There is a comfortable, rational way of looking at life, which fits quite comfortably into normal frames of consciousness. It is acceptable. This is why "Reason" and reasonableness are often the underlying tone of the voice of the media, claiming to speak for everyone, whatever the message which is really being conveyed. Perhaps surprisingly, Reason can also include what we might term "religious" perspectives and valiant, apparently heroic behavior. The person who makes reason his theme can be dedicated to an ideal, and might carry out extraordinary deeds to further it.

In fact, Reason can also skillfully use false premises and lead to false and dangerous conclusions. In the right circumstances and environment, reason can lead to mass abortion and euthanasia, even to terrorism. The heroes of the French Revolution claimed to worship Reason and also organized "The Terror" in Paris in 1793-4 in which men, women and children of the nobility, as well as thousands of others, were led to slaughter at the guillotine, watched by an appreciative crowd.

By contrast, there is a Jewish concept of reaching beyond reason. This does not mean "religious fundamentalism." It means the perception that the logical structures of Reason need guidance which comes from absolute values which transcend culture, nationalism and revolution, such as the sanctity of life: everyone's life.

The Jewish theme of reaching beyond reason means a bond with G‑d which is higher than our own intellect, and an awareness that our lives are based on Divine premises: the miraculous rather than the natural.

It is intriguing that among the many interpretations of our Parshah (the Torah reading of Lech-Lecha, Genesis 12-17) there is a presentation of the difference between the path of Reason and the path beyond, exploring the contrast between the two sons of Abraham: Ishmael and Isaac.

Abraham's wife Sarah was not able to bear children. As was quite conventional in that time, she gave him her young Egyptian maid Hagar as a concubine, and Ishmael was born. Later in the parshah, G‑d told Abraham that his wife Sarah would miraculously bear a child. He would be named Isaac and he would be the true inheritor of Abraham's message to the world.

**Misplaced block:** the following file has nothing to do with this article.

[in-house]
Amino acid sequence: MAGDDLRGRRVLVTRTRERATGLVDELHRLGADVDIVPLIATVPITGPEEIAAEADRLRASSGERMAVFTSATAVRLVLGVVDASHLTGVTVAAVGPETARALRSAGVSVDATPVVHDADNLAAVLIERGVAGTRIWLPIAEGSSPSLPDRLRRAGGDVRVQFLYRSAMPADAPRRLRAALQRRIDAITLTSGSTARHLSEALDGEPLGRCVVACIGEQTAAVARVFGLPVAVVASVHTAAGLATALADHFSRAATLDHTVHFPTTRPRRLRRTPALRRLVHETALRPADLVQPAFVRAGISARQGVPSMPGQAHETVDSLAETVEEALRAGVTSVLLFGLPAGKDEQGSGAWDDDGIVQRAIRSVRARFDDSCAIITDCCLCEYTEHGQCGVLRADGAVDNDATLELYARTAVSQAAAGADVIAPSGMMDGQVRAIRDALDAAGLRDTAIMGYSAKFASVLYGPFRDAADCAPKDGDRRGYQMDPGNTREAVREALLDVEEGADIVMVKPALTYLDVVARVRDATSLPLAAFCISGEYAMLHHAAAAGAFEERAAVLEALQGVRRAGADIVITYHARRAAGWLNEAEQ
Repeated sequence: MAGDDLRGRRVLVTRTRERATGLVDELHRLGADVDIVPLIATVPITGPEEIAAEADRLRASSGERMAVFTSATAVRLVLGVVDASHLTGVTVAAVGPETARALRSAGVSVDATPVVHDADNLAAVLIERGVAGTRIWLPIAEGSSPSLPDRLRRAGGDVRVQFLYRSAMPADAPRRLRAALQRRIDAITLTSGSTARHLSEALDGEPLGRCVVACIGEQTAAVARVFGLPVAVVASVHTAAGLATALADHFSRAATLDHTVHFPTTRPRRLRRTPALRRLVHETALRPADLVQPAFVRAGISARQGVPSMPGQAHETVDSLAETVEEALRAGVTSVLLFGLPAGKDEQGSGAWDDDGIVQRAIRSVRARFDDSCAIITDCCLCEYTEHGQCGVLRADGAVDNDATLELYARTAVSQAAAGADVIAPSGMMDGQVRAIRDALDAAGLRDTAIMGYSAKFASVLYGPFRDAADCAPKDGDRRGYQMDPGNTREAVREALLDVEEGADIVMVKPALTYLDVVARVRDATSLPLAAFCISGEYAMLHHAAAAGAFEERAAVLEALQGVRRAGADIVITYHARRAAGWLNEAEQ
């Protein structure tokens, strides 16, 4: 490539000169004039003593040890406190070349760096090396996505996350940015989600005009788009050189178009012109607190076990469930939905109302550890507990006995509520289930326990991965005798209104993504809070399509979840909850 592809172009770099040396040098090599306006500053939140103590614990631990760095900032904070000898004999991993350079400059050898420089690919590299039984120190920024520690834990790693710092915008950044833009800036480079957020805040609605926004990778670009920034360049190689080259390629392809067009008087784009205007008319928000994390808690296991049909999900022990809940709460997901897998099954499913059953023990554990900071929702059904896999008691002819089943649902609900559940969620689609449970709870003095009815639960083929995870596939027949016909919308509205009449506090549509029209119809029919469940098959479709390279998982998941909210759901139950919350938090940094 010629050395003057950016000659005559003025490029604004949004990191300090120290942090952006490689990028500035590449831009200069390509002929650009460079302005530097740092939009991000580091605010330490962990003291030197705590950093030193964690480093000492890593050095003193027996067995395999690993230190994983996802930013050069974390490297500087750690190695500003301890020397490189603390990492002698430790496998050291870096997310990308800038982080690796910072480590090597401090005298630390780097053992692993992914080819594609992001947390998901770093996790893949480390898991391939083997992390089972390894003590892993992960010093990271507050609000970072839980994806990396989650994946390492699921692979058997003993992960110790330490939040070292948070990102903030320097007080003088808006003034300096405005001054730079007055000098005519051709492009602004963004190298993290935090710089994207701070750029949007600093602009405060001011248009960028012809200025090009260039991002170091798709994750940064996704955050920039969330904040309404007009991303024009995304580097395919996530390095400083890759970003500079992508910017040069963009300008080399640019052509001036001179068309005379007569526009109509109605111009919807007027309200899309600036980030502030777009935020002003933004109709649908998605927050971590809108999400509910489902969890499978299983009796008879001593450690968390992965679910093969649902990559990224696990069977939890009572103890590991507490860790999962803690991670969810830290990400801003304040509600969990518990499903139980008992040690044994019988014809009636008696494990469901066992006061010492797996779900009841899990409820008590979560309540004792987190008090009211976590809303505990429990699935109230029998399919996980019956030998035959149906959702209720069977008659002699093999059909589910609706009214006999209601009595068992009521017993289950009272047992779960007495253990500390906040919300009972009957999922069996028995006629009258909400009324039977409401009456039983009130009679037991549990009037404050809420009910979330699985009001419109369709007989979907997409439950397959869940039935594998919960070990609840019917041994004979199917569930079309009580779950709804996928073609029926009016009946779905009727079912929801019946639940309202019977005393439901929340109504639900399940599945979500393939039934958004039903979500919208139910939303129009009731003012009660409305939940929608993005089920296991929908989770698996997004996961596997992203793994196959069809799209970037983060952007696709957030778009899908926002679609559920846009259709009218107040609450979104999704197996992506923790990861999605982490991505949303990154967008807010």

Abraham's response was, "if only Ishmael would live before You!"1 Abraham seemed content to have only one son, Ishmael, as long as that son would go on a path "before You," a path of closeness to G‑d. Yet G‑d insisted that Isaac alone would be his inheritor.

What distinguished Isaac and Ishmael from each other? Ishmael was born naturally, and Isaac was born miraculously, from a mother of 90 who had always been barren. Ishmael was circumcised at thirteen years old, an age of recognition and understanding; Isaac was circumcised at eight days, at a stage before intellect and rationality.

Thus Ishmael is explained by commentators as signifying Reason, while Isaac expresses the Jewish dimension beyond Reason.2 The link of Ishmael with Reason might explain why today some descendants of Ishmael, in the battle of the vast Arab territories against the miniscule Israel, seemingly have the sympathy of quite a number of people.

Yet the message of Abraham, through Isaac, Jacob and the Jewish people, is that all human beings have a potentially positive role in creation. To realize this they too need to make the step beyond rational, to accept absolute moral standards and principles such as that of the sanctity of life. This step beyond is the path to the future.